“While I was studying at Hanyang University eight years ago, I looked back and thought about the incident of the mother and the child in my hometown,” Kim said. “And I realized how shocking the incident was. When I was actually living in the North, I encountered such tragic events very frequently, so I was almost indifferent to them. But everything felt different after moving to Seoul. That was the first time I decided to make a movie about the specific incident.”
Starting in 2005, Kim worked as a crew member for South Korean feature films about North Korea and its defectors, including “Crossing” (2007), “South of the Border” (2006) and “Into the Fire” (2009).
While working as a crew member, Kim was responsible for teaching the North Korean accent to the movies’ actors and actresses. But for his own movie, he decided to let his actors perform in their standard South Korean accent.
“From my own experience, performing in North Korean accent was a challenge for many actors here, and it prevented them from acting freely with their raw emotions,” Kim said. “I removed North Korean accent on purpose in the movie. I think I will do the same for my future films as well.”
Actress Park So-yeon, who played the mother in the film, performed in scenes where her character was eating dirt and drinking unclean water as she had nothing else to eat.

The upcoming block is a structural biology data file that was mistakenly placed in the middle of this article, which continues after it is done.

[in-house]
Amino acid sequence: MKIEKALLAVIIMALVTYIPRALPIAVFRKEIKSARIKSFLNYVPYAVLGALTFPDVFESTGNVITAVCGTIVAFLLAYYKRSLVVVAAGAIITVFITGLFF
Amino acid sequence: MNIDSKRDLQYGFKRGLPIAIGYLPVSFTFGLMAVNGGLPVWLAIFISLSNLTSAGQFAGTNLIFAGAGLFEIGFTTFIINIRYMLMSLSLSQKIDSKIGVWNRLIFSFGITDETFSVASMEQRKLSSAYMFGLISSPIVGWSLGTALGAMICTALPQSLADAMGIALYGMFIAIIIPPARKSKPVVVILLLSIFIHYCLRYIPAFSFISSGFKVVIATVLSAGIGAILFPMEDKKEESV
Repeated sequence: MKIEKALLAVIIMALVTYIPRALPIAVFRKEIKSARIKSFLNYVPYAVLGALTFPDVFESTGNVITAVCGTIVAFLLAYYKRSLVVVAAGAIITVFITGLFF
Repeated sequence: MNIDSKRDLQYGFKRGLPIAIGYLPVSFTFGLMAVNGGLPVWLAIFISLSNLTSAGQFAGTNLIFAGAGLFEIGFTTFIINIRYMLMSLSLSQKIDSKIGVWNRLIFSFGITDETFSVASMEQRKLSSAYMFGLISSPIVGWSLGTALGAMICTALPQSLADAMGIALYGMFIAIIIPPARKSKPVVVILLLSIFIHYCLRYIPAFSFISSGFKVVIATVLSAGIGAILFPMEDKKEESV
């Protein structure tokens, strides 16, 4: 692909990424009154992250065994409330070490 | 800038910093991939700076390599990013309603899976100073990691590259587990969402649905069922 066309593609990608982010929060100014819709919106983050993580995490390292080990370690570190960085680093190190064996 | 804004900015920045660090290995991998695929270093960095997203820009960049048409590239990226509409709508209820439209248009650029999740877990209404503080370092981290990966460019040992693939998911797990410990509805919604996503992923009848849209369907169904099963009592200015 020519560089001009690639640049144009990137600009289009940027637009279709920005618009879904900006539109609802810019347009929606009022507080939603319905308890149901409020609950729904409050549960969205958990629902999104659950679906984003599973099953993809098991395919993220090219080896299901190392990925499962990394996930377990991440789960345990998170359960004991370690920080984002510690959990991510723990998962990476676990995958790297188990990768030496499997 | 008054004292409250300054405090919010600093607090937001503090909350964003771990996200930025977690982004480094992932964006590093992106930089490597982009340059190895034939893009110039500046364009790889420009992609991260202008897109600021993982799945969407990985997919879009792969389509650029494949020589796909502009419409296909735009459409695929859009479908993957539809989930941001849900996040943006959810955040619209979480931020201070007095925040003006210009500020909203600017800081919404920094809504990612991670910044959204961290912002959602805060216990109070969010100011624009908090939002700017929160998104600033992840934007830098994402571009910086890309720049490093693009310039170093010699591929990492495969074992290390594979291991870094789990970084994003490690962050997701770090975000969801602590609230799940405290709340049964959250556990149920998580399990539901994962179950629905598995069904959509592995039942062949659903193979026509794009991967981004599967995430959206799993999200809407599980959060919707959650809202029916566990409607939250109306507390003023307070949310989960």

“I was on diet for the movie, and tried not to eat as much as possible to empathize with the character,” Park said. “But of course, there is a huge difference between not eating temporarily on purpose and having literally nothing to eat.”
The initial title of the movie was “A Mother and a Son.” But Kim changed his mind as he was finishing up editing the film. The movie’s ending is extremely shocking and tragic, especially because it is based on a true story.
“When we think of butterflies, most of us would imagine something beautiful as it searches for flowers in spring,” Kim said. “My question was, what if a butterfly was born in the winter time? Would its life be happy? In the similar context, I wondered what could’ve been different if the mother and the son were born in South Korea. So I named the movie “Winter Butterfly.”
Kim stressed that South Koreans should support the suffering North Koreans, regardless of the shared ethnicity and history between two Koreas.
“Every human being, regardless of his nationality, has a right to live in dignity,” Kim said.
“It is a dangerous idea that we should stop supporting them because most of the goods we send are distributed to authority figures and the military in the North. If that were the case, we should find an alternative way to help the civilians. If we don’t even have the very willingness to help, it would be impossible to find to support them. North Koreans are also human beings. We should not turn away from people who are suffering.”
In the movie, there is a scene where the mother burns a photograph of Kim Il-sung while cooking dog meat after killing the animal irrationally. “I did it on purpose,” Kim said. “I wanted to show how people are dying under the rule of Kim Il-sung and his son Kim Jong-il. If the scene ever becomes a problem politically, I will take responsibility for it.”
“Winter Butterfly” opens in theaters on June 23.
By Claire Lee (firstname.lastname@example.org